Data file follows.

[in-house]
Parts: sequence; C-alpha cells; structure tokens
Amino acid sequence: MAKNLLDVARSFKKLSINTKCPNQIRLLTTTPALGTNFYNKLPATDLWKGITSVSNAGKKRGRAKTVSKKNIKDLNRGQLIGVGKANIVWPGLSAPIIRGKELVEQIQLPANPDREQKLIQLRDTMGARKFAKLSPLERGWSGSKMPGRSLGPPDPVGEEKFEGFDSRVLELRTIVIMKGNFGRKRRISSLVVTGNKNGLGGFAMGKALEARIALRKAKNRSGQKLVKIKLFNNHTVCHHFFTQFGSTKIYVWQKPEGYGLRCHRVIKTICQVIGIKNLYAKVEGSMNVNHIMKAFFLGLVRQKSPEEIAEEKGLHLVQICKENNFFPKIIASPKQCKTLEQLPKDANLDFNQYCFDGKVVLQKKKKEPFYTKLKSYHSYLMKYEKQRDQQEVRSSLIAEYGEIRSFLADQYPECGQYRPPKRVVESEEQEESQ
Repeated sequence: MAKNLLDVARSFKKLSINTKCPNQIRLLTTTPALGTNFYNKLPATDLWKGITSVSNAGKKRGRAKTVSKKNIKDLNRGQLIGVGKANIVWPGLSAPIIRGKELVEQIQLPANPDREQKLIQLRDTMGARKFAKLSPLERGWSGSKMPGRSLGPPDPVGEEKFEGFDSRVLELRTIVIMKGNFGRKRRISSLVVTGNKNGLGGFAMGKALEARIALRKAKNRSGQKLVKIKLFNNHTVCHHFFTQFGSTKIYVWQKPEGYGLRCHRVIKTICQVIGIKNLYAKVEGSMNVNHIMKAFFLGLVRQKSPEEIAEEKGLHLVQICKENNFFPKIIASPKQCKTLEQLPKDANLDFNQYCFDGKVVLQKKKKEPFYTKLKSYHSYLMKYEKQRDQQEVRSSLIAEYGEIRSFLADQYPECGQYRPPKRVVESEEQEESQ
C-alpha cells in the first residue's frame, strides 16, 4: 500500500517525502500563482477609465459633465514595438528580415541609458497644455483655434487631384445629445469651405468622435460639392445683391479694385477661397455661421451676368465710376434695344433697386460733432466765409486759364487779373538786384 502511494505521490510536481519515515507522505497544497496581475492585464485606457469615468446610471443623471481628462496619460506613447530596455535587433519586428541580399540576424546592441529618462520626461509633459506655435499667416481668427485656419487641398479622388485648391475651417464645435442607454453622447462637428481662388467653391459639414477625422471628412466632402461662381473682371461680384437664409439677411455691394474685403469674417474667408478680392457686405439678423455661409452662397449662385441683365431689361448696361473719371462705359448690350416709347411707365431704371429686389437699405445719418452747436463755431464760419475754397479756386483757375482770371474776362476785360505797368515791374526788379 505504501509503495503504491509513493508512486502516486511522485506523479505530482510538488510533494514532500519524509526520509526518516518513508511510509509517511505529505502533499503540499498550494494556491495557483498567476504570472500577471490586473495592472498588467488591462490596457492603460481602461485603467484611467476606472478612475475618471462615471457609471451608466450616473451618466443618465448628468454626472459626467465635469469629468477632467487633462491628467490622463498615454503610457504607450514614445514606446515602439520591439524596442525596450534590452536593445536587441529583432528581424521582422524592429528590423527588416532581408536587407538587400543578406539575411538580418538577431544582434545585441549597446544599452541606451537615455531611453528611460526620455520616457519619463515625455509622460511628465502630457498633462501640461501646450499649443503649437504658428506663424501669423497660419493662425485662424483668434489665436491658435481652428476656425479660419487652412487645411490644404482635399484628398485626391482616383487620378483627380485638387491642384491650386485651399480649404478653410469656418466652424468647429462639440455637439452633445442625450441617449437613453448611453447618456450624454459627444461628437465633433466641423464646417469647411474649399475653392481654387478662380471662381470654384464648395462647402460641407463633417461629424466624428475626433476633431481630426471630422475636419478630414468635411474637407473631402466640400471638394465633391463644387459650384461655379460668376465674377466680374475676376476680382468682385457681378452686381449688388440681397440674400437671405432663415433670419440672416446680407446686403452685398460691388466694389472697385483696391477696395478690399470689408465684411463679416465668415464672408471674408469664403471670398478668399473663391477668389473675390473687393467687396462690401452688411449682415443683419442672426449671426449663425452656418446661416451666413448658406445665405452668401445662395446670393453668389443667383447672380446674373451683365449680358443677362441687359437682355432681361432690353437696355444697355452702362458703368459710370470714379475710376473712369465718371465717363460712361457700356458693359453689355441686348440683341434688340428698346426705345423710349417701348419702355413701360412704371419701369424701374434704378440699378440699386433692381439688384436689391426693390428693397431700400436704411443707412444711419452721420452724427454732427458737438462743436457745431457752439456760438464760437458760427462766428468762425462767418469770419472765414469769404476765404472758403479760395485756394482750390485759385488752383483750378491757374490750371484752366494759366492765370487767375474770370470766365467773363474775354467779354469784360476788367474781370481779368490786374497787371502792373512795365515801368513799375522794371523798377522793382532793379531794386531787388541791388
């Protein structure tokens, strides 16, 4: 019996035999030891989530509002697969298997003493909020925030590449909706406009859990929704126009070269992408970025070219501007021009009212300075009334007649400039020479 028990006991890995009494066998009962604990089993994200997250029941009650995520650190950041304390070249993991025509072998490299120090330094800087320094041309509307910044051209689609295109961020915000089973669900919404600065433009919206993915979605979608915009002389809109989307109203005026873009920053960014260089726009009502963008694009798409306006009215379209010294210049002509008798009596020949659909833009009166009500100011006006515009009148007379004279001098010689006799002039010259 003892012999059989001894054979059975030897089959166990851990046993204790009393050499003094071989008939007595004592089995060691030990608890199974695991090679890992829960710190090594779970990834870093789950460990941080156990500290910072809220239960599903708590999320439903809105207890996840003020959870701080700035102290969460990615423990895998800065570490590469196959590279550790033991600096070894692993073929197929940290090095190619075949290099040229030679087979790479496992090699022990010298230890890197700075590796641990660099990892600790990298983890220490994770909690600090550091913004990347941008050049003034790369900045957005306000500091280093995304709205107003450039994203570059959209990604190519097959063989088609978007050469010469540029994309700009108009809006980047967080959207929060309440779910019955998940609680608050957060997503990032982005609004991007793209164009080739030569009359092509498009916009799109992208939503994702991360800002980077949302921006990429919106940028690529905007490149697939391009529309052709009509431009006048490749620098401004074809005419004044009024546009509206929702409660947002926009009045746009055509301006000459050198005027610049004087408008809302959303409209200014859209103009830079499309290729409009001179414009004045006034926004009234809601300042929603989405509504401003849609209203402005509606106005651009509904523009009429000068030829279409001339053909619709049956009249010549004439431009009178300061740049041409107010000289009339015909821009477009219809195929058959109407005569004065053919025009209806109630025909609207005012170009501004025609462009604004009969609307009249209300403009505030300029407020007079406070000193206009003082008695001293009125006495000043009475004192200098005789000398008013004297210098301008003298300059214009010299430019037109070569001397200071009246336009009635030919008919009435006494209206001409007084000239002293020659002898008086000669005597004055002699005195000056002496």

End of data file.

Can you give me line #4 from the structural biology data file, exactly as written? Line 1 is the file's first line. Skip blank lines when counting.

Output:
Repeated sequence: MAKNLLDVARSFKKLSINTKCPNQIRLLTTTPALGTNFYNKLPATDLWKGITSVSNAGKKRGRAKTVSKKNIKDLNRGQLIGVGKANIVWPGLSAPIIRGKELVEQIQLPANPDREQKLIQLRDTMGARKFAKLSPLERGWSGSKMPGRSLGPPDPVGEEKFEGFDSRVLELRTIVIMKGNFGRKRRISSLVVTGNKNGLGGFAMGKALEARIALRKAKNRSGQKLVKIKLFNNHTVCHHFFTQFGSTKIYVWQKPEGYGLRCHRVIKTICQVIGIKNLYAKVEGSMNVNHIMKAFFLGLVRQKSPEEIAEEKGLHLVQICKENNFFPKIIASPKQCKTLEQLPKDANLDFNQYCFDGKVVLQKKKKEPFYTKLKSYHSYLMKYEKQRDQQEVRSSLIAEYGEIRSFLADQYPECGQYRPPKRVVESEEQEESQ